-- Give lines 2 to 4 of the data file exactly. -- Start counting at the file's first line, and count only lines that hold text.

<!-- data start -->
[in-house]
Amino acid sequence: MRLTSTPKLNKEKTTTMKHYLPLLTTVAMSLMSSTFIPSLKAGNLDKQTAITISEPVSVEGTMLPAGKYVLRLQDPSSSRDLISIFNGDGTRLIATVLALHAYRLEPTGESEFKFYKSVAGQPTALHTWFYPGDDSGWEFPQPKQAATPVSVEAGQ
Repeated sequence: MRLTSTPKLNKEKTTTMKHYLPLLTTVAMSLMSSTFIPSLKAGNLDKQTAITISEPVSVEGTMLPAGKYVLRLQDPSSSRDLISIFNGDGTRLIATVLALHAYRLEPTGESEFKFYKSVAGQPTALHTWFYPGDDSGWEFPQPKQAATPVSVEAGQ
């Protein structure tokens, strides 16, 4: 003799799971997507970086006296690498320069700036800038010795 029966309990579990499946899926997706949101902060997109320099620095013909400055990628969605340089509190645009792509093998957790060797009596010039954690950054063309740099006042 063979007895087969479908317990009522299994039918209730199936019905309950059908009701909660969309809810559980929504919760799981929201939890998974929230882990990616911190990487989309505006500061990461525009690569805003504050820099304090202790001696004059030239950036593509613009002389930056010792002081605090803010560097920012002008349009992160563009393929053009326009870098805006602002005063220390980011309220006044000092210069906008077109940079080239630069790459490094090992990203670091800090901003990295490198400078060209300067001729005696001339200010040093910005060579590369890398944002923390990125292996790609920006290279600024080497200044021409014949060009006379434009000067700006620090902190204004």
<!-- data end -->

Amino acid sequence: MRLTSTPKLNKEKTTTMKHYLPLLTTVAMSLMSSTFIPSLKAGNLDKQTAITISEPVSVEGTMLPAGKYVLRLQDPSSSRDLISIFNGDGTRLIATVLALHAYRLEPTGESEFKFYKSVAGQPTALHTWFYPGDDSGWEFPQPKQAATPVSVEAGQ
Repeated sequence: MRLTSTPKLNKEKTTTMKHYLPLLTTVAMSLMSSTFIPSLKAGNLDKQTAITISEPVSVEGTMLPAGKYVLRLQDPSSSRDLISIFNGDGTRLIATVLALHAYRLEPTGESEFKFYKSVAGQPTALHTWFYPGDDSGWEFPQPKQAATPVSVEAGQ
């Protein structure tokens, strides 16, 4: 003799799971997507970086006296690498320069700036800038010795 029966309990579990499946899926997706949101902060997109320099620095013909400055990628969605340089509190645009792509093998957790060797009596010039954690950054063309740099006042 063979007895087969479908317990009522299994039918209730199936019905309950059908009701909660969309809810559980929504919760799981929201939890998974929230882990990616911190990487989309505006500061990461525009690569805003504050820099304090202790001696004059030239950036593509613009002389930056010792002081605090803010560097920012002008349009992160563009393929053009326009870098805006602002005063220390980011309220006044000092210069906008077109940079080239630069790459490094090992990203670091800090901003990295490198400078060209300067001729005696001339200010040093910005060579590369890398944002923390990125292996790609920006290279600024080497200044021409014949060009006379434009000067700006620090902190204004």